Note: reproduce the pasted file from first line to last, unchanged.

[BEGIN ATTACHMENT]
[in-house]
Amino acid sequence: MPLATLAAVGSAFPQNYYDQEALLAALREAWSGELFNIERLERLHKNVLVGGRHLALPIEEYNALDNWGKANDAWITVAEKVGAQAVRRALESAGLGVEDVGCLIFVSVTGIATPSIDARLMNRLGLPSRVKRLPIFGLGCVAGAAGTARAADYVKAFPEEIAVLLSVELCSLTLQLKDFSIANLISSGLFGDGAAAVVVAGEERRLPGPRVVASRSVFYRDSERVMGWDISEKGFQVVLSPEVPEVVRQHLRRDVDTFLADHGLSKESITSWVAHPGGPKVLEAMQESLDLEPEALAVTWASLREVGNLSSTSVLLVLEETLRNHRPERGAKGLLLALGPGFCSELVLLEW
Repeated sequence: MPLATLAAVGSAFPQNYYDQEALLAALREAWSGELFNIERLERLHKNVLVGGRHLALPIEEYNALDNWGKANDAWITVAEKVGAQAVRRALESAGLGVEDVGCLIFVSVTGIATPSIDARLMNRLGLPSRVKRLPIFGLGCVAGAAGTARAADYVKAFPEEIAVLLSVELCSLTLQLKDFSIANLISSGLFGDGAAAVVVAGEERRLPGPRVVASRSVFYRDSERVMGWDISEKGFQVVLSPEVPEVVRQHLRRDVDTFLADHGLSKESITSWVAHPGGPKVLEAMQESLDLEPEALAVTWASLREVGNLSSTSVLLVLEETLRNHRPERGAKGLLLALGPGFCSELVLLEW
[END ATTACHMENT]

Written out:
[in-house]
Amino acid sequence: MPLATLAAVGSAFPQNYYDQEALLAALREAWSGELFNIERLERLHKNVLVGGRHLALPIEEYNALDNWGKANDAWITVAEKVGAQAVRRALESAGLGVEDVGCLIFVSVTGIATPSIDARLMNRLGLPSRVKRLPIFGLGCVAGAAGTARAADYVKAFPEEIAVLLSVELCSLTLQLKDFSIANLISSGLFGDGAAAVVVAGEERRLPGPRVVASRSVFYRDSERVMGWDISEKGFQVVLSPEVPEVVRQHLRRDVDTFLADHGLSKESITSWVAHPGGPKVLEAMQESLDLEPEALAVTWASLREVGNLSSTSVLLVLEETLRNHRPERGAKGLLLALGPGFCSELVLLEW
Repeated sequence: MPLATLAAVGSAFPQNYYDQEALLAALREAWSGELFNIERLERLHKNVLVGGRHLALPIEEYNALDNWGKANDAWITVAEKVGAQAVRRALESAGLGVEDVGCLIFVSVTGIATPSIDARLMNRLGLPSRVKRLPIFGLGCVAGAAGTARAADYVKAFPEEIAVLLSVELCSLTLQLKDFSIANLISSGLFGDGAAAVVVAGEERRLPGPRVVASRSVFYRDSERVMGWDISEKGFQVVLSPEVPEVVRQHLRRDVDTFLADHGLSKESITSWVAHPGGPKVLEAMQESLDLEPEALAVTWASLREVGNLSSTSVLLVLEETLRNHRPERGAKGLLLALGPGFCSELVLLEW